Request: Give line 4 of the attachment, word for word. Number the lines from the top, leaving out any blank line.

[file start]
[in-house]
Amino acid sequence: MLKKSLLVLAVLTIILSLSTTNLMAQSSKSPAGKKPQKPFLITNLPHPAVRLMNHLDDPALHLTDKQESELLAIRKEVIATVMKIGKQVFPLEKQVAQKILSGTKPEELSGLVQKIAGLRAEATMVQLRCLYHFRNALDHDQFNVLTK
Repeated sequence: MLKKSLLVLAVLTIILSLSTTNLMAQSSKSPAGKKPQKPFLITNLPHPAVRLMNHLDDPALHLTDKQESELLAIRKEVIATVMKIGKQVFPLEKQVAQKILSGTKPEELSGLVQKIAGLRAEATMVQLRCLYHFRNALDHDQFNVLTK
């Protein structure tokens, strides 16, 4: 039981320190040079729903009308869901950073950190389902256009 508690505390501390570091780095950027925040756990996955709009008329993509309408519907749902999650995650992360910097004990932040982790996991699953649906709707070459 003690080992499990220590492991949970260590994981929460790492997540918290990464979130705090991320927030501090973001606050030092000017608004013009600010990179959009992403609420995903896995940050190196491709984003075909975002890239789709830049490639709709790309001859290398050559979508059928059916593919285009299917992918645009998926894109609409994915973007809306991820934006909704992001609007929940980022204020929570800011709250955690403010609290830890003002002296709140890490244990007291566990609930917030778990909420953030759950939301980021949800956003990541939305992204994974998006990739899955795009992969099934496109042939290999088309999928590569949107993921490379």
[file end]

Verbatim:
């Protein structure tokens, strides 16, 4: 039981320190040079729903009308869901950073950190389902256009 508690505390501390570091780095950027925040756990996955709009008329993509309408519907749902999650995650992360910097004990932040982790996991699953649906709707070459 003690080992499990220590492991949970260590994981929460790492997540918290990464979130705090991320927030501090973001606050030092000017608004013009600010990179959009992403609420995903896995940050190196491709984003075909975002890239789709830049490639709709790309001859290398050559979508059928059916593919285009299917992918645009998926894109609409994915973007809306991820934006909704992001609007929940980022204020929570800011709250955690403010609290830890003002002296709140890490244990007291566990609930917030778990909420953030759950939301980021949800956003990541939305992204994974998006990739899955795009992969099934496109042939290999088309999928590569949107993921490379």